Ma'ulu'ulu

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Teachers training college students ready to perform their māʻuluʻulu examination

The ʻuluʻulu is a traditional Tongan dance, performed by a group of seated men and women; stylistically, the dance form is a direct successor of the ancient Tongan ʻotuhaka having been synthesized with the Samoan Māuluulu which was imported during the 19th century.

The performers sit down in a row on the ground, crosslegged, usually the right leg over the left. If possible men and women alternate. To the left and/or right is/are the nafa (see below), behind them stand the langituʻa, the singers. On informal occasions the dancemaster may walk around, clapping his hands to keep up the rhythm and to encourage the performers. On formal occasions, like a presentation to the king, the dancemaster also stands in the back. Only when the dancemaster is the chief Malukava, he is allowed per tradition to be in front.

If there are many dancers, often the case when a school performs, up to 500 at a really huge occasion, they sit in staggered rows. The dancers of front row (which gets the most attention and therefore sits the best dancers or the ones with the highest social status) sit on the ground. The second row on a low bench, the next row on a higher bench, and so forth. The last row usually stands, or if that is still not enough, they may stand on benches and tables. If the dance is an effort of a local community, young and old perform. The youngest children then cutely sit at the ends of the rows.

In the ʻUiha tradition the arrangement is different: the women sit on the ground in the frontrow(s) but the men stand behind them and act more as in a lakalaka.

Doubledrummer.jpg

Like the ʻotuhaka, the māʻuluʻulu consists usually of a sung and a silent part. It starts with the beating of the nafa, huge drums made from discarded 200 litre, iron, fuel drums, covered with a leather skin. The nafa-master can make a whole show of it, hitting the drums with his two decorated sticks almost performing a dance himself. Once he has calmed down and he, and his helpers have settled down in a continuous beating of the drums, the tafua starts. This is the silent part of the performance in which the dancers are performing all the typical haka (dance gestures) of the main dance, as whether they want to show them off before you would be distracted by the singing later. In semi-formal performances this is the moment that the public, which has become māfana (excited), can come forward to put fakapale on the dancers they fancy to be the best or close family. On really formal performances this is not allowed, on really informal performances, often fundraising, the fakapale goes on about for the whole dance, which unfortunately distracts a lot. When the tafua is over the nafa usually stops and singing starts. Like all other Tonga dances, the gestures do have some relationship with the words, but are largely symbolic. Like in the ʻotuhaka the haka are supposed to be performed close the body, haka nounou (short armed) as opposed to the lakalaka. However the Vavaʻu tradition allows much wilder and wider arm movements. The lyrics of the song is usually made for the occasion, praising the object into the skies. A silver jubilee of a school, a birthday of the king, and so on. The music is very limited. There are about 10 different tunes which can be used in a māʻuluʻulu, so that to the untrained ear they all sound much alike. Once the song is over another tafua follows. At this time the tempo of the dance has been increased feverishly, and so has the excitement of the public.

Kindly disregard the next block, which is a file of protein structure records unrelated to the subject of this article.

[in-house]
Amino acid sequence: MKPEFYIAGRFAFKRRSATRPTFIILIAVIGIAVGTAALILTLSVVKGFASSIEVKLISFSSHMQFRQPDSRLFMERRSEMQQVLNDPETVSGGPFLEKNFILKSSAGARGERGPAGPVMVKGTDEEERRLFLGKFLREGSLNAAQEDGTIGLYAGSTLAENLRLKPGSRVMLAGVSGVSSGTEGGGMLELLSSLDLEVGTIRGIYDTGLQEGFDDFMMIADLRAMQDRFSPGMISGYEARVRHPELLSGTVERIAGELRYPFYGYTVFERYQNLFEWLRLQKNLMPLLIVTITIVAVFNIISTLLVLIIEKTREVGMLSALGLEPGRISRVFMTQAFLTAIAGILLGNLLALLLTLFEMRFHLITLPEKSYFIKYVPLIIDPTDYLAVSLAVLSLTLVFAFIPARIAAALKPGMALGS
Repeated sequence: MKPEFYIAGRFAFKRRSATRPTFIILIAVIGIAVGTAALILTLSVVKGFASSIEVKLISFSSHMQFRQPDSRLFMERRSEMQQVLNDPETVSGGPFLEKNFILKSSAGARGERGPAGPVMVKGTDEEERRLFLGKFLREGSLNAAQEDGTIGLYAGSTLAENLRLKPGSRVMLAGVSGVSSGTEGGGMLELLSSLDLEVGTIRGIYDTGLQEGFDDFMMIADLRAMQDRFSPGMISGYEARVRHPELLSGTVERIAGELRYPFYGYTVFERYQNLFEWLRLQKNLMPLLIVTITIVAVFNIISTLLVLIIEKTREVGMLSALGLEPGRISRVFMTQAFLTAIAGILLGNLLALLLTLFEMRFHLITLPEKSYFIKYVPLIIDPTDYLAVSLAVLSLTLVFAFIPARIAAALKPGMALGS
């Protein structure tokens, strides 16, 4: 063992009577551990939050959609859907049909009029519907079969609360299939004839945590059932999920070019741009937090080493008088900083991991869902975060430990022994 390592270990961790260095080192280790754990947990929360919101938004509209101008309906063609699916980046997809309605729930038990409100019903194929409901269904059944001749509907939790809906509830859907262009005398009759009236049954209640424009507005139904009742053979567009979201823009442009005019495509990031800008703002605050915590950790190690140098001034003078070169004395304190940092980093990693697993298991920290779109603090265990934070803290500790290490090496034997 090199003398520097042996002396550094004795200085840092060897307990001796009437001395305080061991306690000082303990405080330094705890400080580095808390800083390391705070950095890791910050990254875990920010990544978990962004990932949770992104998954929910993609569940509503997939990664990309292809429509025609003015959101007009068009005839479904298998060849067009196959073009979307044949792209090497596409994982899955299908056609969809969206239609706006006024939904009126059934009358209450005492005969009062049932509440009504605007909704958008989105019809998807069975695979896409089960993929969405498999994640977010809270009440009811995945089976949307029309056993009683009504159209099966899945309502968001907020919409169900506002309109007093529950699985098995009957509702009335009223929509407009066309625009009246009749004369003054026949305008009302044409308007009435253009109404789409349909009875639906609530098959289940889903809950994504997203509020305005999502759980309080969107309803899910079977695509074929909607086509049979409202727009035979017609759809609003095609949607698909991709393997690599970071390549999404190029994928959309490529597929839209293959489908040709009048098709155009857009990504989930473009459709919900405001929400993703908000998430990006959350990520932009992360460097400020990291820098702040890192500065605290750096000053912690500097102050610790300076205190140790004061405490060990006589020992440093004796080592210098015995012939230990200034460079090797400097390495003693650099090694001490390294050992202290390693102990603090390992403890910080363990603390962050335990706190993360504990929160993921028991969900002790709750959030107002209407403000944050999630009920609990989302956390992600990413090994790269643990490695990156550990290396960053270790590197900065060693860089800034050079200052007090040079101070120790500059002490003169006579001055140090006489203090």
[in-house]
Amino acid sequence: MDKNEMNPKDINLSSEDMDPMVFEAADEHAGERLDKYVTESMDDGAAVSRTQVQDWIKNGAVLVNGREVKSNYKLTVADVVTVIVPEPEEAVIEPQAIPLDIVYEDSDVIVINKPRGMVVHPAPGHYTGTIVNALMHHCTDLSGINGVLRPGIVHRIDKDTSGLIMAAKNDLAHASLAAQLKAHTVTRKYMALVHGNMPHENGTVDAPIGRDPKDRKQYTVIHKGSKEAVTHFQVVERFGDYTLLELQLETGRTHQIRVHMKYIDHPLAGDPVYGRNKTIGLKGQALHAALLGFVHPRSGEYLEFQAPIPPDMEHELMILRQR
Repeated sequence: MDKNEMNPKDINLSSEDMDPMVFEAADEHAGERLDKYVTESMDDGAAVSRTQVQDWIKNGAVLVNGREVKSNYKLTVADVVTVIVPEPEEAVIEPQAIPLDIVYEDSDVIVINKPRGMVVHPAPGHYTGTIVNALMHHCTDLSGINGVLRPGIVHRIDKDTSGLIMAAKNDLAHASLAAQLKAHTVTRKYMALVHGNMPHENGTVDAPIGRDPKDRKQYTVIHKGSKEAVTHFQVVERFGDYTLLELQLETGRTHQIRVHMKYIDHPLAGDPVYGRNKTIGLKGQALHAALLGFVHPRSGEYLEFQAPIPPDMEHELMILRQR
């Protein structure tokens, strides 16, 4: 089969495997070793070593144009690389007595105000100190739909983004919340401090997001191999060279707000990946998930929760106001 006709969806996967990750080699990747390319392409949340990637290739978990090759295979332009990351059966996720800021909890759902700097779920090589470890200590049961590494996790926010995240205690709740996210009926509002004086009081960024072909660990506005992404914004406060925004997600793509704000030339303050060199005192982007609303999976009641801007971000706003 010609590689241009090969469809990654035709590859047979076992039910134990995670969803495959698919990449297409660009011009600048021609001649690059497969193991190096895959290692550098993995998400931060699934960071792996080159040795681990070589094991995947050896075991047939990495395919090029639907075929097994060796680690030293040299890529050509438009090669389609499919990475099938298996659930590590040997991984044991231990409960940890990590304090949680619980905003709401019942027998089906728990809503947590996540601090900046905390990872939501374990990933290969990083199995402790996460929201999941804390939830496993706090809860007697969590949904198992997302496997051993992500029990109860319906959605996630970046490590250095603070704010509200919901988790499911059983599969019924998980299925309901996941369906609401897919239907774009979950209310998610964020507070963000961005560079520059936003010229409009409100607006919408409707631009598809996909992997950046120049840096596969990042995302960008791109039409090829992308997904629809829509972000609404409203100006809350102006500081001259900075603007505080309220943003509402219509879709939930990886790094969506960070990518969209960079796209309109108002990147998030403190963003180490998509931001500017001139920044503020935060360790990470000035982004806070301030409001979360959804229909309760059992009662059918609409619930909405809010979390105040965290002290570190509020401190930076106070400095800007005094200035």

A māʻuluʻulu takes around 15 minutes to complete. But it may have taken the performers 2 or 3 months to memorise the sequence of gestures. For a school there are daily sessions at the end of the class hours, for a community it will fill all their free nights, often combined with a faikava.

References[edit]

  • A.L. Kaeppler; Tongan dance: a study in cultural change; Ethnomusicology vol 14, 1970.
  • A.L. Kaeppler; Poetry in Motion: Studies in Tongan Dance; Vavaʻu Press, 1993.
  • A.Linkels; Sounds of change in Tonga.
For the crowning of the king in 2008, 9000 primary school children performed one huge māʻuluʻulu. The biggest dance troupe ever assembled on the world.

The ma'ulu'ulu is performed on special occasions, whether it be a birthday, a wedding it all depends on who is willing to do it. There is no age limit to do this performance. Males and females can do it, or just females either way it is still accepted.